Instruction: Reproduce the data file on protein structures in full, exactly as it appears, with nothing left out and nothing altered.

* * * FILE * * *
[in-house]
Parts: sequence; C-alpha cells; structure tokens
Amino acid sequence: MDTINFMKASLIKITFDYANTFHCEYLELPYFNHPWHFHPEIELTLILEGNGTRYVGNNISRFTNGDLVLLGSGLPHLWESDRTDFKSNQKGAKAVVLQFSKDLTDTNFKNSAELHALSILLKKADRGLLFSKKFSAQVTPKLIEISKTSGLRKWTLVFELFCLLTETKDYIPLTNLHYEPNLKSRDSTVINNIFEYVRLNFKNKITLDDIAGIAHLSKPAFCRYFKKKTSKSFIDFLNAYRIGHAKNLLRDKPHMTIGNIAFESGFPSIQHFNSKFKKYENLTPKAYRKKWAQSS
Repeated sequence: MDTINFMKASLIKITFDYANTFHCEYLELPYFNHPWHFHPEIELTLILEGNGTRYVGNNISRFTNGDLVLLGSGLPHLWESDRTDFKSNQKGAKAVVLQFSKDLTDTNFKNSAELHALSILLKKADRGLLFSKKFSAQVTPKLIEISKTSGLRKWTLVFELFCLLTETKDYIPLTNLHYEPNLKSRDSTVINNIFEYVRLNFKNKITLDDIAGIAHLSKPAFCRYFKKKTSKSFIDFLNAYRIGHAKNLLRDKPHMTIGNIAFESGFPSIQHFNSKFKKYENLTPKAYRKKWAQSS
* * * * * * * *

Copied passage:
[in-house]
Parts: sequence; C-alpha cells; structure tokens
Amino acid sequence: MDTINFMKASLIKITFDYANTFHCEYLELPYFNHPWHFHPEIELTLILEGNGTRYVGNNISRFTNGDLVLLGSGLPHLWESDRTDFKSNQKGAKAVVLQFSKDLTDTNFKNSAELHALSILLKKADRGLLFSKKFSAQVTPKLIEISKTSGLRKWTLVFELFCLLTETKDYIPLTNLHYEPNLKSRDSTVINNIFEYVRLNFKNKITLDDIAGIAHLSKPAFCRYFKKKTSKSFIDFLNAYRIGHAKNLLRDKPHMTIGNIAFESGFPSIQHFNSKFKKYENLTPKAYRKKWAQSS
Repeated sequence: MDTINFMKASLIKITFDYANTFHCEYLELPYFNHPWHFHPEIELTLILEGNGTRYVGNNISRFTNGDLVLLGSGLPHLWESDRTDFKSNQKGAKAVVLQFSKDLTDTNFKNSAELHALSILLKKADRGLLFSKKFSAQVTPKLIEISKTSGLRKWTLVFELFCLLTETKDYIPLTNLHYEPNLKSRDSTVINNIFEYVRLNFKNKITLDDIAGIAHLSKPAFCRYFKKKTSKSFIDFLNAYRIGHAKNLLRDKPHMTIGNIAFESGFPSIQHFNSKFKKYENLTPKAYRKKWAQSS